The CivilianBy admin
    2 weeks ago
  • Redline on the Labour Party
    No-one on the anti-capitalist left in this country today puts forward a case that Labour is on the side of the working class.  There are certainly people who call themselves ‘socialist’ who do, but they are essentially liberals with vested interests in Labourism – often for career reasons. Nevertheless, there ...
    RedlineBy Admin
    2 weeks ago
  • New Fisk
    No Right TurnBy Idiot/Savant
    2 weeks ago
  • Labour’s failure
    When National was in government and fucking over the poor for the benefit of the rich, foodbanks were a growth industry. And now Labour is in charge, nothing has changed: A huge demand for emergency food parcels means the Auckland City Mission is struggling to prepare for the impending arrival ...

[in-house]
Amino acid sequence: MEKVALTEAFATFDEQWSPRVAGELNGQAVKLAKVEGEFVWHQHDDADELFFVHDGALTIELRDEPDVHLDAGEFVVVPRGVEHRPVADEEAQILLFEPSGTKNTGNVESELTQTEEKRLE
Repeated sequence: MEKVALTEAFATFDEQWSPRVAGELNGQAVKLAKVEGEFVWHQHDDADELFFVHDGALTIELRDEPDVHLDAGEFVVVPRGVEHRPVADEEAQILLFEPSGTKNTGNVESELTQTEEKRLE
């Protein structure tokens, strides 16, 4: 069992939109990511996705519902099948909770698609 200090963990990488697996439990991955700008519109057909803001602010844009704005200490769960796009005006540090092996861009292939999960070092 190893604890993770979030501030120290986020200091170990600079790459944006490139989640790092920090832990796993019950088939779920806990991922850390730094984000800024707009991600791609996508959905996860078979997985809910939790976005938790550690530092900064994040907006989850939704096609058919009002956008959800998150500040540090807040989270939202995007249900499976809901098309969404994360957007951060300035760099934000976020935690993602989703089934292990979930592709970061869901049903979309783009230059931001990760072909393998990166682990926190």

No Right TurnBy Idiot/Savant
    2 weeks ago
  • Ardern attempts to vaccinate Clarke Gayford live on television to prove that it’s safe
    Gayford, pictured here on The Project, before things got wildly out of control. A bold public relations move by the Government to encourage parents to vaccinate their children has gone horribly wrong. Prime Minister Jacinda Ardern appeared on tonight’s episode of Three’s The Project, where the plan was for her ...
    The CivilianBy admin
    2 weeks ago
  • Has Mr. Whippy gone too far by parking on our front lawns?
    Mr. Whippy’s business model has driven it down a dark road of intimidation. Residents in major centres around the country are becoming disgruntled by the increasingly aggressive actions of purported ice cream company Mr. Whippy, who have taken to parking on people’s front lawns and doorsteps in a desperate attempt ...
    The CivilianBy admin
    2 weeks ago
  • Cleaning up the water